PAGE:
You can’t learn a language “naturally” with software Posted by Evan Quinlan on Mar 4, 2013 in Language Learning
If I want to learn a second language, can I turn to my computer? One would hope so, since I make such products for a living. And the answer is yes… but it’s a qualified yes.
I can’t learn another language the way I learned my native language without moving to another country or investing a lot of time and money into a total immersion classroom experience.
So why can’t I learn a language in the same, “natural” way I learned English using software? Try prying apart your first language.
A company friend from Brazil came up to Transparent Language for a visit, occupying an empty desk by the Product Management team. He speaks English very well, but as you know, you never really finish learning a language. On the last day of his visit he posited a question: “What’s the difference between a cup, a glass, and a mug?”
I started to blurt out an answer then halted. Everything I’d just said was, at best, half-right. Pretty soon I found myself making a table in Excel that cross-referenced material, tallness, and presence of a handle on drinking implements. I was shocked at how complicated this was.
As a native English speaker, I don’t have any trouble referring to drinkware on a daily basis; I can’t remember the last time I struggled over what to call a mug, glass, or cup. I could look at such objects all day and tell you what to call each one. But when it comes to writing down the rules to give to a non-native speaker as reference, well… turns out it’s actually pretty hard.
This is the kind of thing that happens with a first language—the language(s) one acquires naturally while growing up: its rules become embedded in the memory without justification. The what gets stored without requiring the why. Someone who speaks English very well might have a huge problem explaining the definition of an adverb. Just so, the difference between a cup, glass, or mug doesn’t exist as an explicit rule; it just emerges from a jumble of learned rules. The kind of memory that stores these rules is called procedural memory.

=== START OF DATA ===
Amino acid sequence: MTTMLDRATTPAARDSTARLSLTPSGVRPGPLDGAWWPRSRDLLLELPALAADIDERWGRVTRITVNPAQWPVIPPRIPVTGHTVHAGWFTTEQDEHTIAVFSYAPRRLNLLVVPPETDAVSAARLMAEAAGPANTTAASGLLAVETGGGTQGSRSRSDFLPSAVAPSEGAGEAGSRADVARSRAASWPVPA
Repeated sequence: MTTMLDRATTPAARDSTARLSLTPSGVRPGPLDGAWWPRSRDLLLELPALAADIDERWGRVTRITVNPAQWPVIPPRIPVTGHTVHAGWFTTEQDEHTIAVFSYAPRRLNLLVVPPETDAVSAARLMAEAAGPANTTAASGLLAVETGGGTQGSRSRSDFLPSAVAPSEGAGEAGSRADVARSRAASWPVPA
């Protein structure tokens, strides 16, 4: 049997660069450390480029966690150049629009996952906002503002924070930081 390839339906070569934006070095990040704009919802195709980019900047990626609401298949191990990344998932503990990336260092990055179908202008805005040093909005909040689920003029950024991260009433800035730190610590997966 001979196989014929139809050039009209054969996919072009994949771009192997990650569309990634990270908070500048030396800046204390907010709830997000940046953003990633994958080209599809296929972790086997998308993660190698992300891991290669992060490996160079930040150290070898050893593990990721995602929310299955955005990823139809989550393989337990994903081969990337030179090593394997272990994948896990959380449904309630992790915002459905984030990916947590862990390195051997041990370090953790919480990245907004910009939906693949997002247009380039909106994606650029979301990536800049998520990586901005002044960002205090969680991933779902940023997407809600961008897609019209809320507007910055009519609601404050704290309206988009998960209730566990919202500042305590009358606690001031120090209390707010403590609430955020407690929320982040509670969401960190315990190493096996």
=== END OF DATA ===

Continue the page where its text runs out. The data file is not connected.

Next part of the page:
Online courses alone won’t build your procedural knowledge.
Procedural memory is really, really difficult to teach with software. Take a look at the list of definitions I ended up making for Adir:
- A cup has no handle and isn’t made of glass. This is also the best to use as a catch-all term.
- A glass has no handle and is made of glass.
- A mug has a handle.
Even now I can spot exceptions in my logic, and I’ve been speaking English my whole life.
By making that list I transformed my procedural knowledge of English terms for cups, mugs, and glasses into declarative knowledge. Declarative knowledge, to oversimplify, is taught knowledge. I had to teach myself the rules of what’s what in a way that I could point to as clear definitions. But those rules were hard to make because I had to draw boundaries around amorphous puddles in my subconscious.
People learning languages “naturally,” through immersion, don’t learn declaratively (consciously taught); they learn procedurally (subconsciously picked-up). A well-designed app or website can very effectively build your declarative knowledge, but not procedural knowledge. In fact, it has no choice. So any company that promises to teach you language the way you learned it as a child is exaggerating.
So… can someone learn a language with technology or not?
The short answer is yes. You can effectively build your language proficiency by building your declarative knowledge. Transparent Language designs its platforms to streamline declarative learning; it focuses on drilling words, phrases, and concepts into your long-term memory.
Stuffing words and phrases in your brain may not seem like it’s going to be very productive—who wants to say simply “bathroom” when you could be saying “Excuse me, I was wondering, if it’s not too much trouble, where I might find the lavatory?”—but the reality is, learning words and phrases first is productive as they say around here. In fact, studies show that vocabulary size is by far the greatest contributor to language proficiency, accounting for anywhere from 50% to 70% of proficiency gains depending on the language and the skill being studied. If you read Barcroft’s five principles of of effective second language vocabulary instruction, you’ll see that repeated exposure to sets of words and phrases is extremely necessary. His third principle says it’s even counterproductive to make learners start forming sentences too early.
So the moral of the story is, change your expectations. Don’t expect to pick up a second language the same way you picked up the first if you’re using technology as your main learning tool. Instead, focus on learning as many words and phrases as you can. Fill your declarative memory. That’s what we’ve designed our platforms to do.
Will you pick up some procedural knowledge along the way? Yes. Should you use other tools (books, videos, conversation partners, formal classes, etc.)? Absolutely.